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Key Financial Steps to Take After a Loved One Dies

The author of 'When Someone Dies' explains what to do if you suddenly find yourself in charge of an estate

By Miriam Goodman | April 18, 2013

“Here I am a trained lawyer and I couldn’t believe how little I knew about the details of settling my mother’s estate,” said Scott Taylor Smith, a San Francisco attorney and banker. “I made mistakes that cost money and time and couldn’t find resources that could help, so I wrote a book based on what I learned.”
 
Smith’s new book, When Someone Dies: The Practical Guide to the Logistics of Death, is a valuable resource for anyone dealing with the financial and personal consequences of a loved one’s death. I spoke with Smith about what he learned the hard way as executor of his mother’s estate and asked him to share his advice for others thrust into a similar position:
 
(MORE: 9 Ways to Make Things Easier for Your Survivors)
 
Perhaps the hardest part of dealing with the financial details after a death is that you are still in mourning and neither your head nor your heart is ready to make these types of decisions. So where should someone begin?
 
First, determine if the deceased prepaid his or her funeral expenses to a funeral home. If there is no prepaid plan, the first thing you should do as the executor is open a checking account for the estate so you can use it to pay for the funeral or memorial service.
 
You will need a tax ID number for the estate to open this account and can get it by calling the Internal Revenue Service or going to the IRS website.
 
The next task is to find the person’s investment accounts and bank or credit union accounts. Death is not cheap and as executor, you will be faced with many expenses that must be paid right away. If you can access the person’s computer, you may find he or she used a financial program and everything will be listed there.
 
You recommend getting two to three dozen original copies of the death certificate from the county where the death occurred. Why?
 
When the woman at the funeral home asked me how many death certificates I wanted, I asked for one and I ended up needing about 25! You need one for every account you open or close relating to the estate and you even need one to forward the person’s mail from the post office.
 
(MORE: Make Your Wishes Known Through End-of-Life Planning)
 
Most financial institutions require original certificates, not copies, to confirm the death really happened.
 
It’s also important to close the person’s checking accounts and credit cards, right?
 
Absolutely. You should also check to see if there are any automatic withdrawals that need to stop.
 
For example, my mother had directed that two charities receive money from her checking account each month until her death, but I didn’t notice that for six months. The sooner you close the account, the more cash will remain in the estate.
 
And don’t forget there may be automatic deposits that need to be stopped, like the monthly Social Security check.
 
If you fail to notify Social Security that the person has died and the Social Security checks continue to be deposited and cashed, you are criminally liable for repayment with penalties and interest.

What should you do to ensure all death benefits get paid out?
 
Most pensions terminate at the person’s death, though some have a one-time death benefit and a few continue to pay a spouse or survivor. Contact the pension program administrator.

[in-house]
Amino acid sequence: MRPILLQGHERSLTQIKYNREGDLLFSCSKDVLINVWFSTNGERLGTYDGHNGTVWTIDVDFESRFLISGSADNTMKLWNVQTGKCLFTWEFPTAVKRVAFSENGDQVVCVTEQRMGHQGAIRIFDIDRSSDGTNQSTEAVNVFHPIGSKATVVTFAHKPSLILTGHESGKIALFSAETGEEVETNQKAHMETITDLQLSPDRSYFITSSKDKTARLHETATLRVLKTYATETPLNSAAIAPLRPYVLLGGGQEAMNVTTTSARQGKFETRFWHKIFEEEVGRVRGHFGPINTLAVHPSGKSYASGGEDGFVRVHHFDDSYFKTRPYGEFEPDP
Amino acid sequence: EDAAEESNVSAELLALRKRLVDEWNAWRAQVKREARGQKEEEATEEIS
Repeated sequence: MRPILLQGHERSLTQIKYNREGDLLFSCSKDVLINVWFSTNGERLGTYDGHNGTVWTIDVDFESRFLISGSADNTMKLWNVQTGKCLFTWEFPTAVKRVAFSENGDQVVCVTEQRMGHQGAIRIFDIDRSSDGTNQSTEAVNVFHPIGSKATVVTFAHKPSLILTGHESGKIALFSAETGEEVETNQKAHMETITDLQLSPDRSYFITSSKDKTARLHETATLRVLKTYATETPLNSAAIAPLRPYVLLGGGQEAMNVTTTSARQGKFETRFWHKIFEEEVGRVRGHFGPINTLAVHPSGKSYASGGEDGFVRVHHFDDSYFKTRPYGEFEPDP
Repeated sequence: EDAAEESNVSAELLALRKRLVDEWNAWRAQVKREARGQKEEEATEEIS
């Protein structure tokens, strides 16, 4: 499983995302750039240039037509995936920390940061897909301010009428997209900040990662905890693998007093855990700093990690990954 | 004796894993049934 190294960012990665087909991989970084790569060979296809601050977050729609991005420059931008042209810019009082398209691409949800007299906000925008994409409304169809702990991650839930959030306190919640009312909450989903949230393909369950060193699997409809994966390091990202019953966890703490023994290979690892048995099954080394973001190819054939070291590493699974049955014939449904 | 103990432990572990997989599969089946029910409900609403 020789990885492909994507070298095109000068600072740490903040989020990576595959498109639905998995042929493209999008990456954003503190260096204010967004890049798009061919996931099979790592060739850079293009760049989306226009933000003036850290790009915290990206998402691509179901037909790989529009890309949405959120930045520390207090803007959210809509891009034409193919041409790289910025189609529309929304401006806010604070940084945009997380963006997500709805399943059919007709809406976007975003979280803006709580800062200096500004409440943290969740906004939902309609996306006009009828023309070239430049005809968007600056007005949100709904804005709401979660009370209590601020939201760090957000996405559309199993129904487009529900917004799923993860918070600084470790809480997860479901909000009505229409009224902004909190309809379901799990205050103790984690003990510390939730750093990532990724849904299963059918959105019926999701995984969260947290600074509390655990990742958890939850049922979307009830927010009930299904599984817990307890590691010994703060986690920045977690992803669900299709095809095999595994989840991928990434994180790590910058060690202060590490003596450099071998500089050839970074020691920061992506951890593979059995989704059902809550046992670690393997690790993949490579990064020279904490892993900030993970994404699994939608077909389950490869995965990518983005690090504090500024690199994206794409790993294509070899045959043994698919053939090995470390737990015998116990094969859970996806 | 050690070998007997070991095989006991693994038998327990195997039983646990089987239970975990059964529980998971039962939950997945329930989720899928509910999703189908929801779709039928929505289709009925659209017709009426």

In addition to Social Security's regular survivors benefits, Social Security also has a $255 lump-sum survivors benefit for the surviving spouse or the beneficiary on the person’s Social Security record, to help cover some funeral costs, so remember to ask for it.
 
There are also veteran’s death benefits of $7,000 to $10,000 if the deceased served in the military. You’ll want to inform the Veterans Administration about the death so the benefits are paid.
 
If the person who died had many debts, who’s responsible for paying them?
 
Death does not eliminate debts, but only a spouse is legally responsible for a partner’s debts, if they borrowed the money together.
 
The executor must pay all debts owed to the IRS and state taxing agencies. If possible, he or she should make the mortgage and car payments using money from the estate until the home and autos have been distributed to the heirs. After that, the recipients are responsible for those payments.
 
(MORE: Don’t Become a Shoebox Widow)
 
Creditors, such as credit card companies, can only go after the estate, not the surviving relatives. So if someone who lived paycheck to paycheck dies owing more than his assets are worth, the creditors have to eat the loss.
 
Why do you suggest hiring an accountant to help with the estate?
 
An accountant is helpful because there are taxes that will need to be paid and other financial issues you may not be equipped to handle. Ideally, he or she will save you time, money and hassle.
 
For example, if the deceased had been employed at the time of death, you will need to collect the final paychecks and pay taxes on the portion of the year he or she worked before death.
 
You learned your lessons the hard way. What should people do to make things easier for their eventual survivors and heirs? 
 
Everyone with assets should have a will, period.
 
Encourage family members to write one and to attach a list of their bank accounts, brokerage accounts and mortgage and other loan documents.
 
It is not necessary to tell others how much is in the accounts or who your beneficiaries are. Just be sure someone knows where these key estate-planning documents can be found.
 
Miriam Goodman is a San Francisco writer, public relations consultant and award-winning radio and television producer. She is the author of Too Much Togetherness: Surviving Retirement as a Couple.

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